When we signed up Lewie for "distance learning," I was worried.  Would he learn as much as the other kids?  Would he stay motivated?  Would he be old enough to handle the responsibility?  Finally, how could I help him stay on track when I had my own Zoom meetings and work to get done?  During the first two weeks, I spent time with Lewie to make sure he understood his schedule and helped advocate for him when he was having difficulty signing into his classes via Google Meet.  (It turned out that not every teacher remembered to send a valid Google Meet link to their distance learning students.)

However, once he became acclimated to the format, it was smooth sailing for Lewie.  Before long, he was signing into his first class at school and all his consecutive classes without any guidance from me.  He was keeping tabs on all of his assignments that were due for the day, making sure to submit them before their deadlines.  Even more, he was earning As in his classes with some classes earning a perfect score!  I was amazed at his motivation, his time management skills, his ability to participate and advocate for himself, and his eagerness to learn.  It was as if "distance learning" became a natural fit for him, and as a result, he made high honors with teachers praising him for his work ethic.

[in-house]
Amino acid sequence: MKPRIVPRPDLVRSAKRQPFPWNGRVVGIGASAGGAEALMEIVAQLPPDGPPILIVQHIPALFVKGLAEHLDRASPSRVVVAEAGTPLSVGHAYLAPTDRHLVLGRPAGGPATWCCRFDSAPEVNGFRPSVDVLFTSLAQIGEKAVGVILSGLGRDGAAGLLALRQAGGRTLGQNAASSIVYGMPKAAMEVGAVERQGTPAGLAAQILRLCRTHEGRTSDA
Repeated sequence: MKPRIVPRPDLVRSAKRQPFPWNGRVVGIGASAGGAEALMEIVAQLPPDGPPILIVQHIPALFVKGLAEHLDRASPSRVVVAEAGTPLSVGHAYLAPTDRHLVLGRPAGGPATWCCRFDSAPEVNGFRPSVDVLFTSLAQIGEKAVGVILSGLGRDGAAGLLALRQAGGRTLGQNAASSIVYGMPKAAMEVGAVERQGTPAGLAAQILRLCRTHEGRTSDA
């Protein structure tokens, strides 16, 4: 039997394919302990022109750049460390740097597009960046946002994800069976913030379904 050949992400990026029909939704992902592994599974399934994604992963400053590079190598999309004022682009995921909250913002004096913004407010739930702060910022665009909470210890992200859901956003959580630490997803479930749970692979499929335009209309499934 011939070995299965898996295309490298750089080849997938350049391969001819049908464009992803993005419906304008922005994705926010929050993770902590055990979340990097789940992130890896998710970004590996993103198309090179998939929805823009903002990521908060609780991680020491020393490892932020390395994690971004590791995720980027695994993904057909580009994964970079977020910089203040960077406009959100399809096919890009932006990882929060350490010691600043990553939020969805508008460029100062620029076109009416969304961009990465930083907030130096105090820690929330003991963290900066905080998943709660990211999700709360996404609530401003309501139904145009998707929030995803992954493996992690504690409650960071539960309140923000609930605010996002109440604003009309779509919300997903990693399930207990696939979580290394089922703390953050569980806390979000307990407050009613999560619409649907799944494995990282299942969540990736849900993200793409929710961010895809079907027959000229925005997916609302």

He's funny.
Lewie loves to laugh, and he'll often entertain us by showing funny videos (usually of Minecraft) made by his favorite YouTubers.  He likes to experiment with being the 'class clown' on his own, too.  One day he told me he had his entire English class (including his teacher) in stiches because he could make his voice sound funny in Google Meet using the microphone.  Not too long after, the 'funny microphone voice' started to come out while playing with his friends online, too.